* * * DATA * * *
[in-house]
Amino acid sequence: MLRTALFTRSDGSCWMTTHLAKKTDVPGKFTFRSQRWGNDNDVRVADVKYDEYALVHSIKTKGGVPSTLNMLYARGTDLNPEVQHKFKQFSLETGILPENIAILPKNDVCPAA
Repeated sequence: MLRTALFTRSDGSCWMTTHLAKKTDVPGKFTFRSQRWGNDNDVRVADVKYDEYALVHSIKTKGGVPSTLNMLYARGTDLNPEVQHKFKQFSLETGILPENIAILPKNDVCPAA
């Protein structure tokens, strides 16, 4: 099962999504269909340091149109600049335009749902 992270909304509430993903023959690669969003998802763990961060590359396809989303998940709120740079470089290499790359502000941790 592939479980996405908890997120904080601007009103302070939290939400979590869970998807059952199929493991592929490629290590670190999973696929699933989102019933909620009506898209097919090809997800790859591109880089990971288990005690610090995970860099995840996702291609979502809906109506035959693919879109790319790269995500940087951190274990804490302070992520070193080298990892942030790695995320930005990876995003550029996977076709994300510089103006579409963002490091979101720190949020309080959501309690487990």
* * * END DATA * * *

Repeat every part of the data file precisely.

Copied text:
[in-house]
Amino acid sequence: MLRTALFTRSDGSCWMTTHLAKKTDVPGKFTFRSQRWGNDNDVRVADVKYDEYALVHSIKTKGGVPSTLNMLYARGTDLNPEVQHKFKQFSLETGILPENIAILPKNDVCPAA
Repeated sequence: MLRTALFTRSDGSCWMTTHLAKKTDVPGKFTFRSQRWGNDNDVRVADVKYDEYALVHSIKTKGGVPSTLNMLYARGTDLNPEVQHKFKQFSLETGILPENIAILPKNDVCPAA
């Protein structure tokens, strides 16, 4: 099962999504269909340091149109600049335009749902 992270909304509430993903023959690669969003998802763990961060590359396809989303998940709120740079470089290499790359502000941790 592939479980996405908890997120904080601007009103302070939290939400979590869970998807059952199929493991592929490629290590670190999973696929699933989102019933909620009506898209097919090809997800790859591109880089990971288990005690610090995970860099995840996702291609979502809906109506035959693919879109790319790269995500940087951190274990804490302070992520070193080298990892942030790695995320930005990876995003550029996977076709994300510089103006579409963002490091979101720190949020309080959501309690487990």